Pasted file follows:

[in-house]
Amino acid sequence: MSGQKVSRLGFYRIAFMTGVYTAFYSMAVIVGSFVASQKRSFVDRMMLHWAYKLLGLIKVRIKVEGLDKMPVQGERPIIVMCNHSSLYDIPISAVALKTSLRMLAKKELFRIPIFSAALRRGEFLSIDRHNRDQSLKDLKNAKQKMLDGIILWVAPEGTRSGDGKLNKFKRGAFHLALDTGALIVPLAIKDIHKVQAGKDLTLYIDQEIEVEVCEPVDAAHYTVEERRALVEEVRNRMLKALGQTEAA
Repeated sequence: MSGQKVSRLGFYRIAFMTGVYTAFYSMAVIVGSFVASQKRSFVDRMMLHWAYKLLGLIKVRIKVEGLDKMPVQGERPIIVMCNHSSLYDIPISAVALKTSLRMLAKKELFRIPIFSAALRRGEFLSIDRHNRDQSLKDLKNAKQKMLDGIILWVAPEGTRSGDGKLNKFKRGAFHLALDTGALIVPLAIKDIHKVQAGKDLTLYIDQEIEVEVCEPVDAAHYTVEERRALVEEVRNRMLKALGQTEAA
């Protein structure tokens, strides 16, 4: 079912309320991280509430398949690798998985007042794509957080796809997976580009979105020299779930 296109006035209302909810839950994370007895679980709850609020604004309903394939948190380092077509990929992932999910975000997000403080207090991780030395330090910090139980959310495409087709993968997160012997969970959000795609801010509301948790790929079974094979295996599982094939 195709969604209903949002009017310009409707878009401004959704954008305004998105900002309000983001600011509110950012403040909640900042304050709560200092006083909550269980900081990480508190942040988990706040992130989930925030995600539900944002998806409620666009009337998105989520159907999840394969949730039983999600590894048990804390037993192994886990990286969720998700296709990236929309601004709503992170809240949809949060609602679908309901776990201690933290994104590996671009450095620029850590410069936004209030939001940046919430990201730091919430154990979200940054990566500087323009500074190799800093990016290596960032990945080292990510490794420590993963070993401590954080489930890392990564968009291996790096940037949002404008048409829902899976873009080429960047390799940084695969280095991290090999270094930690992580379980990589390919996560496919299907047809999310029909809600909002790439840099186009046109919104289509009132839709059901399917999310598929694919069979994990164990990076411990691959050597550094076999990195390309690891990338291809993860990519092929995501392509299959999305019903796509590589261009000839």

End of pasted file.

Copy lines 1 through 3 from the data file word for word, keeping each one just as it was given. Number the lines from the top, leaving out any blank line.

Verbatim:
[in-house]
Amino acid sequence: MSGQKVSRLGFYRIAFMTGVYTAFYSMAVIVGSFVASQKRSFVDRMMLHWAYKLLGLIKVRIKVEGLDKMPVQGERPIIVMCNHSSLYDIPISAVALKTSLRMLAKKELFRIPIFSAALRRGEFLSIDRHNRDQSLKDLKNAKQKMLDGIILWVAPEGTRSGDGKLNKFKRGAFHLALDTGALIVPLAIKDIHKVQAGKDLTLYIDQEIEVEVCEPVDAAHYTVEERRALVEEVRNRMLKALGQTEAA
Repeated sequence: MSGQKVSRLGFYRIAFMTGVYTAFYSMAVIVGSFVASQKRSFVDRMMLHWAYKLLGLIKVRIKVEGLDKMPVQGERPIIVMCNHSSLYDIPISAVALKTSLRMLAKKELFRIPIFSAALRRGEFLSIDRHNRDQSLKDLKNAKQKMLDGIILWVAPEGTRSGDGKLNKFKRGAFHLALDTGALIVPLAIKDIHKVQAGKDLTLYIDQEIEVEVCEPVDAAHYTVEERRALVEEVRNRMLKALGQTEAA